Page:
Last time around, on day 23 of the build diary, we connected up an I2C rangefinder and compass module to the Raspberry Pi, and checked their functionality using stand-alone applications. Today, we’re going to integrate them into the main code that runs the tank,
Step 1. To the C!
Each of the sensors was provided with a few lines of C code which could be used to read data from them and display it on the screen.
It proved very easy to combine these into a single routine – we don’t need to open and close the I2C port once for the compass and again for the rangefinder – and add it to
rt_http. The new sensor sampling routine runs in its own thread, and every second or so uses a mutex lock to dump the sensor readings to global variables. (Hardly elegant, I know.)
It also dumps the readings to
stdout for debug purposes, which you can see in action below.
The intention was to add more functionality to the embedded HTTP server by providing a URL (e.g.
http://raspberrytank:3000/?get) that could be used to return this data. I tried this and it worked fine – you can still see the code in
rt_http.c, although it is commented out.
<div/> on the page. That would work in this case, except that the server that provides the Web UI pages runs at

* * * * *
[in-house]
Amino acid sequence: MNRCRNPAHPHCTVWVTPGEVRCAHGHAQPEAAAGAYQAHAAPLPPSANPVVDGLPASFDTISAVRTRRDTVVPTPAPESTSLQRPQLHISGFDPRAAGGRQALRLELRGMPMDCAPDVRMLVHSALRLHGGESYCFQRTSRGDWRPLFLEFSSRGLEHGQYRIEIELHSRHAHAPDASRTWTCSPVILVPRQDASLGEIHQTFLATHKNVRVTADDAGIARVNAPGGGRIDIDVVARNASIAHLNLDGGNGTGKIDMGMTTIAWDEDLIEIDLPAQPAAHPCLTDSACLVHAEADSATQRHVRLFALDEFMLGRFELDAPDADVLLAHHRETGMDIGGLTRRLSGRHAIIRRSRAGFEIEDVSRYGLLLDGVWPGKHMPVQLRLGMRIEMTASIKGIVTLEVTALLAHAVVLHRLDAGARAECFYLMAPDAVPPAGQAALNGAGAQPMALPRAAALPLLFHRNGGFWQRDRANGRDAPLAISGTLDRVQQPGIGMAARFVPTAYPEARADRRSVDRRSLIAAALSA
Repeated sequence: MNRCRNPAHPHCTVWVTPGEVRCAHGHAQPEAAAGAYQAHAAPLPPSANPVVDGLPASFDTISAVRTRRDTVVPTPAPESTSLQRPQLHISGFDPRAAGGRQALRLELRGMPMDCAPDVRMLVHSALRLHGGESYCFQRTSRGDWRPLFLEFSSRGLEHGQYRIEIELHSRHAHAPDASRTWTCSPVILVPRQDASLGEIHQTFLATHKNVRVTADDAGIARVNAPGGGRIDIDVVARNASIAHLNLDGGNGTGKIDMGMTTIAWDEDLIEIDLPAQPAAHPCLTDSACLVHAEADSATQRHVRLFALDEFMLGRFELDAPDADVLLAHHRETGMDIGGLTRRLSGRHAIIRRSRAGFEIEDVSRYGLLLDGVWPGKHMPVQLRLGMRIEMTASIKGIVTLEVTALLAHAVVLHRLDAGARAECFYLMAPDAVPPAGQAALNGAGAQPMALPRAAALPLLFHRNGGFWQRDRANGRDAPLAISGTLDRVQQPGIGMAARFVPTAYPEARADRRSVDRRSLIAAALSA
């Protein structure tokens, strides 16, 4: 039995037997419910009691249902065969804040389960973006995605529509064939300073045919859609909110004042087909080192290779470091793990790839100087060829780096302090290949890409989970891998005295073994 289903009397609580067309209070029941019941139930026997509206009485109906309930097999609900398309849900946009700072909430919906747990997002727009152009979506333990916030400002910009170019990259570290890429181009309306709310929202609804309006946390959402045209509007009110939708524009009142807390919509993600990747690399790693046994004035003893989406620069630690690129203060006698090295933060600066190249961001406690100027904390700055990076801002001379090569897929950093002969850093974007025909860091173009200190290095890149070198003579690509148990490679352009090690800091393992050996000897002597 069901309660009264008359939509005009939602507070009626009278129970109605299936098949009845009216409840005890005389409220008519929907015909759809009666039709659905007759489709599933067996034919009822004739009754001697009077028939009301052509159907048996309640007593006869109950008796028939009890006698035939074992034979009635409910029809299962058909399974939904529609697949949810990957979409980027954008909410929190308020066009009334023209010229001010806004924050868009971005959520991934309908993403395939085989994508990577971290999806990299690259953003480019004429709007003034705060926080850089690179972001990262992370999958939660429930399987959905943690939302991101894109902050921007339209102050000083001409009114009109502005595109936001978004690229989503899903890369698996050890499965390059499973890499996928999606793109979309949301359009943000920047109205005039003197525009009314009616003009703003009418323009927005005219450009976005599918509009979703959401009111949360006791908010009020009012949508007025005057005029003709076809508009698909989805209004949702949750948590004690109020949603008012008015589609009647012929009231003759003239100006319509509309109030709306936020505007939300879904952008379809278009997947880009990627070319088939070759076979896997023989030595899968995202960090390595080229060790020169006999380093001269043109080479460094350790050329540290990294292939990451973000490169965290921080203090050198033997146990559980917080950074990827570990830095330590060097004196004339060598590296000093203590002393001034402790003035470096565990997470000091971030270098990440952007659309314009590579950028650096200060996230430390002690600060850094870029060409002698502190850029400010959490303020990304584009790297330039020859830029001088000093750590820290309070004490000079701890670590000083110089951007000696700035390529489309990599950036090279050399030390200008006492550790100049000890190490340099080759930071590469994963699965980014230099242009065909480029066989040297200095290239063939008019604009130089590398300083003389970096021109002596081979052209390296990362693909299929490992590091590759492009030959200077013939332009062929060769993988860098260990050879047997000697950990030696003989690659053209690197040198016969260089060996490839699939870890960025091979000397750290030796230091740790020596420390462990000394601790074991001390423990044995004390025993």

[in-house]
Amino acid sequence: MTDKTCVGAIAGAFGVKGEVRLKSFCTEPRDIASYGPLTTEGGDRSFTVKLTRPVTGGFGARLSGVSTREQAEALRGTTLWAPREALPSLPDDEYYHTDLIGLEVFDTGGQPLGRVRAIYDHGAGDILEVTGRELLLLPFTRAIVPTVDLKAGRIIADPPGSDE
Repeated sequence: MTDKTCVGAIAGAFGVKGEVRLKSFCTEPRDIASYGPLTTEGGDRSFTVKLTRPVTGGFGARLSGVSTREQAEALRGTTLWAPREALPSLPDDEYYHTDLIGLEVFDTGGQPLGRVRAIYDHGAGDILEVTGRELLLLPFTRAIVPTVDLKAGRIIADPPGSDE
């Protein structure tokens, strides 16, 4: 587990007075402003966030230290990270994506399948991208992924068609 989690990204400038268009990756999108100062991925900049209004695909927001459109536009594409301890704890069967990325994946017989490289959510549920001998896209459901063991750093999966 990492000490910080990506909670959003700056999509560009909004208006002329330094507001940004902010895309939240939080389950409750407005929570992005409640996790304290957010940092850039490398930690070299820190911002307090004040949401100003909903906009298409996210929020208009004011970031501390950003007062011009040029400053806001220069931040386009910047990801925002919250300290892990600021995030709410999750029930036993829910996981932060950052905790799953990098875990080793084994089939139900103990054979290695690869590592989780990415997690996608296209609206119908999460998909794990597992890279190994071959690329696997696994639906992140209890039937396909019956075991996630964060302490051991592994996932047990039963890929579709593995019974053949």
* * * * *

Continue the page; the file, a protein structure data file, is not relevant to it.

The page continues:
http://raspberrytank:80/, while the Mongoose server embedded in
rt_http runs at
As a work-around, I decided to put the sensor data somewhere that
lighttpd – the server behind the main web interface – could find it. Unfortunately I achieved this by getting the sensor polling function to write the sensor data to
/var/www/sensordata.txt as well as
There are a few problems with this: it assumes that the web UI will be served from
/var/www, there is a potential conflict if the web server tries to read the file while the control code is writing to it, and it’s just plain ugly. But it works. I will make this more elegant later!
Step 3. Pulling in the Sensor Data
As I mentioned just now, the Web UI now uses jQuery to pull the sensor data into the web pages it serves. This is done with a
$.get() request using the jQuery library, which fires once a second.
Step 4. Forking the Web UI
The Web UI previously existed as a portrait-orientated interface that assumed the user was using a touch device such as a tablet or phone. As we discovered to our cost on day 17, the “press and hold” behaviour we used for the control buttons wasn’t appropriate for these devices, so we had to drop back to using a single press to start an action and a single press on the STOP button to stop it.
During testing I have mostly been using a laptop. Not only is “press and hold” possibly on a laptop, it’s much more user-friendly. A landscape orientation would also be much more usable on a laptop screen.
For this reason, the Web UI now comes in two flavours – laptop (non-touch) and phone/tablet (touch). Visiting
http://raspberrytank/ will give you a menu to choose which UI you prefer.
An example of the new laptop orientation, including the sensor data, is shown below.
As always, the Web UI code is available on GitHub.
All my code is released under the free, open-source BSD licence. (But we do use libraries such as Mongoose and jQuery that have their own licence terms.)